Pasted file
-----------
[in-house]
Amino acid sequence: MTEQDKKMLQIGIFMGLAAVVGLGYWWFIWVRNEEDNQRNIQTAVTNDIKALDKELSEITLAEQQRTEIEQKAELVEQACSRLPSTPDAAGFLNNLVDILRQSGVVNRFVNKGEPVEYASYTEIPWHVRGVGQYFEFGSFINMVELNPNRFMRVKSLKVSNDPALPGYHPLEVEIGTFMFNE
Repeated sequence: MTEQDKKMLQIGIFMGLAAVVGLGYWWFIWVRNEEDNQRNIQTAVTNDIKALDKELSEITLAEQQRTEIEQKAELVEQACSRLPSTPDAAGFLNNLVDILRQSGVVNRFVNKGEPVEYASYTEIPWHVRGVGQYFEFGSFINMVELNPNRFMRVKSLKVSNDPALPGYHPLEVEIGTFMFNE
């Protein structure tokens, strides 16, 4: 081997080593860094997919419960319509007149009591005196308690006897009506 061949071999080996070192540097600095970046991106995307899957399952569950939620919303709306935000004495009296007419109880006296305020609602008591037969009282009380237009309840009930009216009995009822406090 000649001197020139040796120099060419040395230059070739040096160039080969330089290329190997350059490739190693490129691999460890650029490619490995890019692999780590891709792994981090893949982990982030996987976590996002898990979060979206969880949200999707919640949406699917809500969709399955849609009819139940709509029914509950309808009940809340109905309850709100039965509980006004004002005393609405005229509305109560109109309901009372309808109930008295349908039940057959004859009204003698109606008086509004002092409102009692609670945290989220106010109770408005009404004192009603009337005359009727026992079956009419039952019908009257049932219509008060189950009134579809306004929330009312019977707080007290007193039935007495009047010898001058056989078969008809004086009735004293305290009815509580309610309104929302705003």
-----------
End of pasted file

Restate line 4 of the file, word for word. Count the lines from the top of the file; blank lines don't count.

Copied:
């Protein structure tokens, strides 16, 4: 081997080593860094997919419960319509007149009591005196308690006897009506 061949071999080996070192540097600095970046991106995307899957399952569950939620919303709306935000004495009296007419109880006296305020609602008591037969009282009380237009309840009930009216009995009822406090 000649001197020139040796120099060419040395230059070739040096160039080969330089290329190997350059490739190693490129691999460890650029490619490995890019692999780590891709792994981090893949982990982030996987976590996002898990979060979206969880949200999707919640949406699917809500969709399955849609009819139940709509029914509950309808009940809340109905309850709100039965509980006004004002005393609405005229509305109560109109309901009372309808109930008295349908039940057959004859009204003698109606008086509004002092409102009692609670945290989220106010109770408005009404004192009603009337005359009727026992079956009419039952019908009257049932219509008060189950009134579809306004929330009312019977707080007290007193039935007495009047010898001058056989078969008809004086009735004293305290009815509580309610309104929302705003």